Mr. Speaker, Sir, in compliance with the Standing Order No.181(3), I have the complete Report here plus annexes I to XVI and all the minutes relating to the meetings we held to deliberate the matter.
Mr. Speaker, Sir, the Departmental Committee on Justice and Legal Affairs has made tremendous progress. We have our Report basically ready. However, a matter has arisen in the Committee that has necessitated the Committee to seek the indulgence of the Chair for a little more time to proceed.
No! No! No!
Mr. Speaker, Sir, I seek your protection to communicate a plea from the Committee that they would wish to seek more time to enable the Committee to consider the question of vetting.
Order, hon. Members! The request by the Member for Budalangâi, who is also the Chairman of the Departmental Committee on Justice and Legal Affairs, is really least expected this afternoon.
This is because hon. Members will recollect that we originally set a deadline for Thursday last week. As at that date, the Committee was not ready with its Report and so we extended time to this afternoon. It will appear like the Committee is still not ready and yet it is dealing with a matter that is of grave national importance and which is keeping the whole country anxious. Indeed, Kenyans are waiting with bated breath for the Report of this Committee. I want to commend the Departmental Committee on Finance, Planning and Trade for doing everything within its powers, including sitting for as long as 12 hours a day, to expedite its Report. On behalf of the House, I thank the Members of that Committee for their industry.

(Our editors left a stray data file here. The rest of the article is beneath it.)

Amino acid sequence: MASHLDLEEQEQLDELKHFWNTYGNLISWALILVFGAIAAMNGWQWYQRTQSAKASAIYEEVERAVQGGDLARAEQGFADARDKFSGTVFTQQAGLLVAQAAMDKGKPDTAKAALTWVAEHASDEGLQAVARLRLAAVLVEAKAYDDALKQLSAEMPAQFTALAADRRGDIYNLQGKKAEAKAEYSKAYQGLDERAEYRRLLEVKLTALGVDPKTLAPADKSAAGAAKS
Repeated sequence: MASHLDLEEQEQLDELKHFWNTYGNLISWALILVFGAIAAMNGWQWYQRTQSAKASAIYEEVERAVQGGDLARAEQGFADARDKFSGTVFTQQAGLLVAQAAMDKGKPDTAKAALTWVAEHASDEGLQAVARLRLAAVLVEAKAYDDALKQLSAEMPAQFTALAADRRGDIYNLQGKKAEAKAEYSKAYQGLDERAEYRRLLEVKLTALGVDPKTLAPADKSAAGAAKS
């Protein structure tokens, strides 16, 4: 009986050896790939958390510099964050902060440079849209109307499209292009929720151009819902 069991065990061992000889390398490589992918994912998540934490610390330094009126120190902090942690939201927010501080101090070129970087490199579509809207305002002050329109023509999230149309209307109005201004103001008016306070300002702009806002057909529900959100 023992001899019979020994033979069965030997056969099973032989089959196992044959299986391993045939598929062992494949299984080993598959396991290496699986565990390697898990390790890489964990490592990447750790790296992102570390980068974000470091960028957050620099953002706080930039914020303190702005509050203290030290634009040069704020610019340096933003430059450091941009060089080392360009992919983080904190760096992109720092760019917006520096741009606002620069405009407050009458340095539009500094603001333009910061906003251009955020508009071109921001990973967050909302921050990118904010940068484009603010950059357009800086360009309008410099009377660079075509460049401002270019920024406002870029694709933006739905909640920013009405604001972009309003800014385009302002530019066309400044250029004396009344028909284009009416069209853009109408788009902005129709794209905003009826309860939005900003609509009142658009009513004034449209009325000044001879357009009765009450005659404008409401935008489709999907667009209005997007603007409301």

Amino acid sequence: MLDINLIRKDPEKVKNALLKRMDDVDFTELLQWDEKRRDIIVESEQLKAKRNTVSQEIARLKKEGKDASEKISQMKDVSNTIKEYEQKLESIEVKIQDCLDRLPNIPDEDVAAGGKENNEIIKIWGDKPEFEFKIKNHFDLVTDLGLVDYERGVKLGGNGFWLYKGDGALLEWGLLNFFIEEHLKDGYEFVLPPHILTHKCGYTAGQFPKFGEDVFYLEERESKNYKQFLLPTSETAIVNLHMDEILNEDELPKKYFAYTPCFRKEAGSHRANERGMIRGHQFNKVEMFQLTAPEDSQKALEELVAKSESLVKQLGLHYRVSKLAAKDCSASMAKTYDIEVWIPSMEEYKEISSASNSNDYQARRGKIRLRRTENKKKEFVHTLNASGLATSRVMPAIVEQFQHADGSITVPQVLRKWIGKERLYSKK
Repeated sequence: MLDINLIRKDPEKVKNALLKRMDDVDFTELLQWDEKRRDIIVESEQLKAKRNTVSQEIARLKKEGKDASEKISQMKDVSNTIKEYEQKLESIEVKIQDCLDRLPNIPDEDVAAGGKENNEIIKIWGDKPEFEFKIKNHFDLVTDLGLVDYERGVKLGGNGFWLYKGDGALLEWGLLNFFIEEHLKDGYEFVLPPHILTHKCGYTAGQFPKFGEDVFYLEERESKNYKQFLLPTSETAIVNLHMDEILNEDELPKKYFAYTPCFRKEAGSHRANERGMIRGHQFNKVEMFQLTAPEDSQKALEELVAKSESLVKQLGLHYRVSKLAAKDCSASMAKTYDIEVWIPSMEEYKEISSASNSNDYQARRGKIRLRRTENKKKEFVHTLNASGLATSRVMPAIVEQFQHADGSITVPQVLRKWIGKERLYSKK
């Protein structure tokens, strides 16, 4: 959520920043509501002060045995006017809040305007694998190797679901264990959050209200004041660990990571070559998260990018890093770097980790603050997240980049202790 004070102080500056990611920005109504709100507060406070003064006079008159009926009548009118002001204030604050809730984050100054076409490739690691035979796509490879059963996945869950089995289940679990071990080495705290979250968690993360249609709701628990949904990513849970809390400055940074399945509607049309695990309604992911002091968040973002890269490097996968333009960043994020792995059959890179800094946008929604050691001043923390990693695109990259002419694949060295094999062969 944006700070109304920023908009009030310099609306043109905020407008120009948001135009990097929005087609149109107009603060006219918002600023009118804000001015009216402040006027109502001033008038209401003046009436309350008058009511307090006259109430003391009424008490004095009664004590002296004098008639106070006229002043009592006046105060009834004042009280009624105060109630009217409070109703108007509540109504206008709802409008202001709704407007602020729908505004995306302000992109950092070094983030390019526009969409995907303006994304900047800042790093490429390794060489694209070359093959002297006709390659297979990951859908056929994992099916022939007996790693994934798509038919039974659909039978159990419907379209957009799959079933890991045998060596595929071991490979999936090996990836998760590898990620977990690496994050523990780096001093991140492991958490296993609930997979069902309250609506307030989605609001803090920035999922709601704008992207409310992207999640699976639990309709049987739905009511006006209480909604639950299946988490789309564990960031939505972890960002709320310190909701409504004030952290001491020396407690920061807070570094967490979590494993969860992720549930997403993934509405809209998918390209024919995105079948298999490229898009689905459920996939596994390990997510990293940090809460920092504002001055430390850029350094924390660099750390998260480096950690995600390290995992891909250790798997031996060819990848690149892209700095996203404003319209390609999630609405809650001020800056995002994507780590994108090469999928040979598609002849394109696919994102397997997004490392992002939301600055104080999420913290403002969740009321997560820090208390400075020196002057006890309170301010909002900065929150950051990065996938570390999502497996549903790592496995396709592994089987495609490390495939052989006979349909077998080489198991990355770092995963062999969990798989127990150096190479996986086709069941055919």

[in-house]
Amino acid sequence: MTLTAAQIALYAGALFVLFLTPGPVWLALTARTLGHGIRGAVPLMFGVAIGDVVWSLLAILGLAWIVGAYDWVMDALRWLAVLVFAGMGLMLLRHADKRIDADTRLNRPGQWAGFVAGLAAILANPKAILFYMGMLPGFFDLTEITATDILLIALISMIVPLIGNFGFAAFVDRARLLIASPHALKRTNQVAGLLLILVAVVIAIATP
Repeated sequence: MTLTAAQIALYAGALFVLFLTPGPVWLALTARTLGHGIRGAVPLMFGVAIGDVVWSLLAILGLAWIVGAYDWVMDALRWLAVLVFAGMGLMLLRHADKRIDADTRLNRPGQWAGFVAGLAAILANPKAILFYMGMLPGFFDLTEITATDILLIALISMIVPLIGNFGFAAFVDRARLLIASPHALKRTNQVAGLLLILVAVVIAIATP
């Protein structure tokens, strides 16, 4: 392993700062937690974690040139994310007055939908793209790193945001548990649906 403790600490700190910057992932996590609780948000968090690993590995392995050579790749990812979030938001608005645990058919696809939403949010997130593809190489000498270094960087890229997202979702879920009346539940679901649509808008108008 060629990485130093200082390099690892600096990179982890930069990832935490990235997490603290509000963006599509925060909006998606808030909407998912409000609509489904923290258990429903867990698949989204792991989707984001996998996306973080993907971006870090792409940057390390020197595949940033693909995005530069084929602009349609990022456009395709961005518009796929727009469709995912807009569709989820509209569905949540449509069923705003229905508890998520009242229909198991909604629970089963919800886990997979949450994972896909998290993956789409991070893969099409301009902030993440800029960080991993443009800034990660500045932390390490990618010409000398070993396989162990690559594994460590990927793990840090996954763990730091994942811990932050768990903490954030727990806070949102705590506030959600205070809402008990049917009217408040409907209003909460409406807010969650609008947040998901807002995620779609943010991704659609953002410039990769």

With respect to the Departmental Committee on Justice and Legal Affairs, I now direct finally â absolutely finally â that you table your Report not later than 12.30 p.m., tomorrow without fail! You must table a Report one way or the other even if it is one sentence, or a minority, or majority, or both. We cannot keep the whole country and, indeed, the House waiting eternally. Please, comply! I want you to confirm that you will, indeed, avail that Report not later than 12.30 p.m. at my offices.
On a point of order, Mr. Speaker, Sir.
Order! I was addressing hon. Ababu Namwamba, Member for Budalangâi!
Mr. Speaker, Sir, I certainly would not wish to challenge the direction of the Chair. I would endeavor to communicate this decision to the Committee.
Very well. What is it Member for Chepalungu?
Mr. Speaker, Sir, with due respect to the rulings you have made, I am a Member of the Departmental Committee on Justice and Legal Affairs. I am, indeed, aware of the remaining part of the work. In your ruling last week, you ruled that the Committee should discharge its responsibility according to the law and the Standing Orders. I wish to bring to the attention of the House the fact that we have, indeed, met since Thursday last week non-stop. We had no weekends. We have been meeting until today morning. The remaining work, in my own estimation, may not be completed in the next 12 hours unless we are not expected to discharge our responsibility fully according to the Standing Orders.